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PERSONNEL NEEDS AND TRAINING FOR BIOMEDICAL AND BEHAVIORAL RESEARCH % THE 1978 REPORT of the COMMITTEE ON A STUDY OF NATIONAL NEEDS FOR BIOMEDICAL AND BEHAVIORAL RESEARCH PERSONNEL COMMISSION ON HUMAN RESOURCES NATIONAL RESEARCH COUNCIL National Academy of Sciences Washington, D.C. 1978

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NOTICE: The project that is the subject of this report was approved by the Governing Board of the National Research Council, whose members are drawn from the Councils of the National Academy of Sciences, the National Academy of Engi- neering, and the Institute of Medicine. The members of the Committee responsible for the report were chosen for Their special competences and with regard for appropriate balance. This report has been reviewed by a group other than the authors according to procedures approved by a Report Review Committee consisting of members of the National Academy of Sciences, the National Academy of Engineering' and the Institute of Medicine. The work on which this publication is based was performed pursuant to Contract No. NO1-OD-5-2109 with the National Institutes of Health of the Department of Health, Education, and Welfare. Support for this project came from Evaluation Set-Aside funds (Section 513 of the PHS Act), Evaluation Project No. NIH 75-1. Available from: . . . . . Commission on Human Resources National Research Council 2101 Constitution Avenue' N.W. Washington, D.C. 20418 Printed in the United States of America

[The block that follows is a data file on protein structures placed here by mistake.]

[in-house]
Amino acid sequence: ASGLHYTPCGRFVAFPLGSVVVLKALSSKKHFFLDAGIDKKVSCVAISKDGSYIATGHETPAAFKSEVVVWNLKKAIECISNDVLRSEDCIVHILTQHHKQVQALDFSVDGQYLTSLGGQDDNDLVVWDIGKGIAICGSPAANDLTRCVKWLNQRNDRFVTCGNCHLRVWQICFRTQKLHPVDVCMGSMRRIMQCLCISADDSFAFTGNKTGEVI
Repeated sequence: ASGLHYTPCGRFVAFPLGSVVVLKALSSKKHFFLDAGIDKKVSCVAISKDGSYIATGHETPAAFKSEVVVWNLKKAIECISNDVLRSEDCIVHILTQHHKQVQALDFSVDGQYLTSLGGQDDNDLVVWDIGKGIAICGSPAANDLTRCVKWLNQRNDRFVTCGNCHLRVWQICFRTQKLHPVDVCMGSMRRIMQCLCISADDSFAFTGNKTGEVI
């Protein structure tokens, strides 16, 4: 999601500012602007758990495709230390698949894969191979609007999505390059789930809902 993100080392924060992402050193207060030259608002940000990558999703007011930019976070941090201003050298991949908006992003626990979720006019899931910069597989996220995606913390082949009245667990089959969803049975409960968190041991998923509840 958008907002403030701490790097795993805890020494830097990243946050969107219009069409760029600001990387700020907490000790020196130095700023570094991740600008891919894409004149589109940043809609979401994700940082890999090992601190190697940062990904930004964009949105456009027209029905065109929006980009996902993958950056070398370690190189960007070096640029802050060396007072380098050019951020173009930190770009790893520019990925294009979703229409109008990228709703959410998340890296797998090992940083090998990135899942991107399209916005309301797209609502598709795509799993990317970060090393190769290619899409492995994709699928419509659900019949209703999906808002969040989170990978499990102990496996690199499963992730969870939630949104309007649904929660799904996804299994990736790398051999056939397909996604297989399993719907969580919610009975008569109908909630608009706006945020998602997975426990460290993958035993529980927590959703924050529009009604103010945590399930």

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NATIONAL ACADEMY OF SCIENCES OFFICE OF THE PRESIDENT 2101 CONSTlTUtlON AVENUE WA S 1~ 1 F4 GTON , D. C. 2 0^ 1 ~ The Honorable Joseph Califano Secretary of Health, Education, and Welfare Washington, D. C. 20201 My dear Mr. Secretary: September 3 0, 19 78 It is a pleasure to present to the Department of Health, Education, and Welfare for transmittal to the Congress, the 1978 report of the Committee on a Study of National Needs for Biomedical and Behavioral Research Personnel. This is the fourth annual report in the continuing study undertaken by the National Research Council pursuant to Title I of the National Research Act of 1974 (PL 93-348 ~ . The work has been supported under Contract NOl OD ~ 2109 with the National Institutes of Health. The Act states (Section 473(a) ~ that the purposes of the study are to: n ~ 1 } establish (A) the Nation' s overall need for biomedical and behavioral research personnel, (B) the subject areas in which such personnel are needed and the newer of such personnel needed in each such area, and ~ C ~ the kinds and extent of training whi ch should be provided such personnel; (2) assess (A) current training programs available for the training of biomedical and behavioral research personnel which are conducted under this Act at or through institutes under the National Institutes of Health and the Alcohol, Drug Abuse, and Mental Health Administration' and (B) other current training programs available for the training of such personnel; ~ 3 ~ identify the kinds of research positions available to and held by individuals completing such programs; ~ 4 ~ determine, to the extent feasible, whether the programs referred to in clause (B) of paragraph (2) would be adequate to wet the needs established under paragraph { 1~ if the programs referred to in clause (A) of paragraph (2) were te:rmir~ated; and (5) determine what modifications in the programs referred to in paragraph ~ 2 ~ are required to meet the needs established under paragraph {~.-